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Think you have an ironclad lease?

James Beckham for Progressive Cattle Published on 28 April 2021

Things happen. Situations change. Someone dies and that handshake deal you made 10 years ago is not worth the paper it is written on … oh wait, it’s not written on paper!

We all know people are basically honest, except when they are not. That’s why we have written contracts and door locks. Both are designed to keep honest people honest. Folks bent on not doing what they are supposed to do (or agreed to do) are going to ignore a contract and a lock anyway, figuring those are designed to keep someone else honest.

Nearly a decade ago, my family leased one our ranches to a son-in-law. Not long after, he became an ex-son-in-law. We had a straightforward written contract and a lease rate that was fair to both sides, so we continued the lease. Then things changed.

Among the things that changed were drought and a desire to expand the size of our cow herd. Both those situations necessitated more acreage, so I notified the ex-son-in-law that when his lease expired in seven months, I was taking back the ranch. As you might expect, the he was not happy about losing his lease.

As time got closer to the date he had to move off the ranch, I got to wondering about several things. What if the ranch house was left in bad shape? Did I have any recourse? What if the ex-son-in-law left junk that I had to haul off? What if he did not get completely moved out by the end date on the lease and he, or his stuff, was still on my property at the end of the lease? Who owned things that were left behind? Could I charge him for cleaning up the place? I really had no idea how to answer those questions, so I called a local attorney to ask about New Mexico law.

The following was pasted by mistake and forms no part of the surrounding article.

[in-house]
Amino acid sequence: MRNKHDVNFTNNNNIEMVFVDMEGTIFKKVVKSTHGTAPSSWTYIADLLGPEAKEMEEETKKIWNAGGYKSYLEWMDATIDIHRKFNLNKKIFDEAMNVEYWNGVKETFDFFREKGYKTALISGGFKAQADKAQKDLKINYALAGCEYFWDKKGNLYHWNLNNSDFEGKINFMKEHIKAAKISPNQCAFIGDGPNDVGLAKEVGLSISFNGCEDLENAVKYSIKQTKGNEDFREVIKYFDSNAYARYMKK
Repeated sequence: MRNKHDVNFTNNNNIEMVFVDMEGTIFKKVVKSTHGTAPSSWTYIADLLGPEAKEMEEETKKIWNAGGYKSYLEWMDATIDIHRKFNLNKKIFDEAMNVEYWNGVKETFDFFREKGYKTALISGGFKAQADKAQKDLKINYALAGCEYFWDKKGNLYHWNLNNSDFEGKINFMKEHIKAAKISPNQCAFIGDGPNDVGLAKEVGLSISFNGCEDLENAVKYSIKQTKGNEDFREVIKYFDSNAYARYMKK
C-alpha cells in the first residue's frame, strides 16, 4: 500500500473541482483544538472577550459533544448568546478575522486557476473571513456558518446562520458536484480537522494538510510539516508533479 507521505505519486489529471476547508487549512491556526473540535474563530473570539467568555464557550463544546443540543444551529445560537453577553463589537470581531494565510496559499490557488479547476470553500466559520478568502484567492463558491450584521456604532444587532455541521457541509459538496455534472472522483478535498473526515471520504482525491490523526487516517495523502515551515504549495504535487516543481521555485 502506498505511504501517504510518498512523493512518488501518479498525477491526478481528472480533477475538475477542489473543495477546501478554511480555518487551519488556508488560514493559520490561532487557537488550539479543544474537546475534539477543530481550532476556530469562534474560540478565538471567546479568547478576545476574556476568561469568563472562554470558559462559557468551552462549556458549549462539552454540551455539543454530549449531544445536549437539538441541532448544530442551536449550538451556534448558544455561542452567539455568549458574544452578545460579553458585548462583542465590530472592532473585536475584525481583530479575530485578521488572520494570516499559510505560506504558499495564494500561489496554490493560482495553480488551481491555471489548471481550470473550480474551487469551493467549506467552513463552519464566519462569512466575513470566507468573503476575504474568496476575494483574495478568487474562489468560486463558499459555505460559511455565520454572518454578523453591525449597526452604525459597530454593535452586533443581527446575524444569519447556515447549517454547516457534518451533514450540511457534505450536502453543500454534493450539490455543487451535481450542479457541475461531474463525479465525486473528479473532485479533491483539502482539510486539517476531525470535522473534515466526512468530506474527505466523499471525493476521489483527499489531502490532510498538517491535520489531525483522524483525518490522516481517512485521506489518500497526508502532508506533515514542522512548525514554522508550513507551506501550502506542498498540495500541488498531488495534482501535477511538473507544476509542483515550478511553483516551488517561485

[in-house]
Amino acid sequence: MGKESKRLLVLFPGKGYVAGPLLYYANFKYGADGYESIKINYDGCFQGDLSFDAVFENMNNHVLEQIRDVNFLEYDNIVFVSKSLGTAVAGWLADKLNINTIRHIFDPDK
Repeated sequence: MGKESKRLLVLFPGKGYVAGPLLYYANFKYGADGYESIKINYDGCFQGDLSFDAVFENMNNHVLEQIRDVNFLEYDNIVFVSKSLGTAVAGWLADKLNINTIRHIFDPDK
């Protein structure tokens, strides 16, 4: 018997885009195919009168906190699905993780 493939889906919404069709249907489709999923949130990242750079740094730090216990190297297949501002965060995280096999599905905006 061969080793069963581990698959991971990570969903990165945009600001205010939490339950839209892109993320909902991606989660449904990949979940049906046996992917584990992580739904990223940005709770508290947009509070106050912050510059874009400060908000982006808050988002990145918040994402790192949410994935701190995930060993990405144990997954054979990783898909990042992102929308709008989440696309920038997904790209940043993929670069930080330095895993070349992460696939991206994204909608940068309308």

The attorney seemed surprised that we had a written lease, which may say something about many landowners in New Mexico. His other initial comment was that in New Mexico, lessors (the folks who own the land) have to give a lessee (the person who leases the land) a minimum of six months of notice to vacate regardless of what the lease document says. I dodged that bullet by notifying the ex-son-in-law seven months before the expiration of his lease. Avoiding that problem had nothing to do with my brilliant knowledge of New Mexico law. Instead, it was dumb luck and wanting to give the guy plenty of time to make arrangements to vacate the ranch that saved me potential grief. The lawyer had me send him a copy of the lease so he could review the contract and charge me a ridiculous hourly rate for his services.

After reducing my bank balance by the amount of the attorney fees, I now knew my rights when the ex-son-in-law and his attitude were off my ranch. Do you know your rights when not renewing a land lease in your state? Actually, the need to know the law applies whether you are leasing land to someone else or you are the one leasing land on which to run cattle. Let me recommend you spend some money to learn your legal rights in the state in which you are leasing land. Legal advice is not cheap, but a few hundred spent on a lawyer’s time may save you thousands of dollars at the end of a lease.

Just remember – things happen and situations change. You need to know where you stand legally when that occurs.  end mark

James Beckham
  • James Beckham

  • Writer
  • Commercial Angus Producer
  • Amarillo, Texas
  • Email James Beckham

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